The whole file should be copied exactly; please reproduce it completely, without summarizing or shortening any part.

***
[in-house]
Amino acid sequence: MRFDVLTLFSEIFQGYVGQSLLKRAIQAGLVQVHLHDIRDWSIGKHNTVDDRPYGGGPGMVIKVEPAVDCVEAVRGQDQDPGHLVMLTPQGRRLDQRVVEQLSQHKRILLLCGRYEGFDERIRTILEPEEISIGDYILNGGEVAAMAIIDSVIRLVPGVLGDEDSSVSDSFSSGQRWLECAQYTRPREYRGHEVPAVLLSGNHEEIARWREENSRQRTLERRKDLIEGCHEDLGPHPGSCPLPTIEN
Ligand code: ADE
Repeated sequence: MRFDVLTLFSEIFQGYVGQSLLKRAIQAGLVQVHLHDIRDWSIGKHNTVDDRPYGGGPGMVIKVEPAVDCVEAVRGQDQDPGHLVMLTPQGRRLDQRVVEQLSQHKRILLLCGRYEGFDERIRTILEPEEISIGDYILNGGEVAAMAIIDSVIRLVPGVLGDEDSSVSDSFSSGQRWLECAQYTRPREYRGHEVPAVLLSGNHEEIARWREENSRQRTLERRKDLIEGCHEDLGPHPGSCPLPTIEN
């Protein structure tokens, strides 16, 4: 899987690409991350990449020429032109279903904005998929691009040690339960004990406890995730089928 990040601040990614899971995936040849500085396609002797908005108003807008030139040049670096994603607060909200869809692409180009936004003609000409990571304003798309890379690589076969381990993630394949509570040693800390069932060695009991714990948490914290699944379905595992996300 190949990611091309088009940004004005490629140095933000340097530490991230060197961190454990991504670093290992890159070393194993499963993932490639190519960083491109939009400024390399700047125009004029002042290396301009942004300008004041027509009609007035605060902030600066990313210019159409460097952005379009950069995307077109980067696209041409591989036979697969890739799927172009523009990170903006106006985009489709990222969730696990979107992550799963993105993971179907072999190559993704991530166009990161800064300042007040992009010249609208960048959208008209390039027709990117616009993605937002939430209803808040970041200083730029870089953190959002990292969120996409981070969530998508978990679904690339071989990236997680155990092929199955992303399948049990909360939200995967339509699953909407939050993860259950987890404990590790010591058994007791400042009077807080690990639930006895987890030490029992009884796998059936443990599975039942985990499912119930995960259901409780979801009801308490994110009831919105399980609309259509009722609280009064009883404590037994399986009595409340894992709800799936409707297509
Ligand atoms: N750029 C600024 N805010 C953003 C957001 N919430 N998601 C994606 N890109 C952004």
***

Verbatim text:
[in-house]
Amino acid sequence: MRFDVLTLFSEIFQGYVGQSLLKRAIQAGLVQVHLHDIRDWSIGKHNTVDDRPYGGGPGMVIKVEPAVDCVEAVRGQDQDPGHLVMLTPQGRRLDQRVVEQLSQHKRILLLCGRYEGFDERIRTILEPEEISIGDYILNGGEVAAMAIIDSVIRLVPGVLGDEDSSVSDSFSSGQRWLECAQYTRPREYRGHEVPAVLLSGNHEEIARWREENSRQRTLERRKDLIEGCHEDLGPHPGSCPLPTIEN
Ligand code: ADE
Repeated sequence: MRFDVLTLFSEIFQGYVGQSLLKRAIQAGLVQVHLHDIRDWSIGKHNTVDDRPYGGGPGMVIKVEPAVDCVEAVRGQDQDPGHLVMLTPQGRRLDQRVVEQLSQHKRILLLCGRYEGFDERIRTILEPEEISIGDYILNGGEVAAMAIIDSVIRLVPGVLGDEDSSVSDSFSSGQRWLECAQYTRPREYRGHEVPAVLLSGNHEEIARWREENSRQRTLERRKDLIEGCHEDLGPHPGSCPLPTIEN
């Protein structure tokens, strides 16, 4: 899987690409991350990449020429032109279903904005998929691009040690339960004990406890995730089928 990040601040990614899971995936040849500085396609002797908005108003807008030139040049670096994603607060909200869809692409180009936004003609000409990571304003798309890379690589076969381990993630394949509570040693800390069932060695009991714990948490914290699944379905595992996300 190949990611091309088009940004004005490629140095933000340097530490991230060197961190454990991504670093290992890159070393194993499963993932490639190519960083491109939009400024390399700047125009004029002042290396301009942004300008004041027509009609007035605060902030600066990313210019159409460097952005379009950069995307077109980067696209041409591989036979697969890739799927172009523009990170903006106006985009489709990222969730696990979107992550799963993105993971179907072999190559993704991530166009990161800064300042007040992009010249609208960048959208008209390039027709990117616009993605937002939430209803808040970041200083730029870089953190959002990292969120996409981070969530998508978990679904690339071989990236997680155990092929199955992303399948049990909360939200995967339509699953909407939050993860259950987890404990590790010591058994007791400042009077807080690990639930006895987890030490029992009884796998059936443990599975039942985990499912119930995960259901409780979801009801308490994110009831919105399980609309259509009722609280009064009883404590037994399986009595409340894992709800799936409707297509
Ligand atoms: N750029 C600024 N805010 C953003 C957001 N919430 N998601 C994606 N890109 C952004």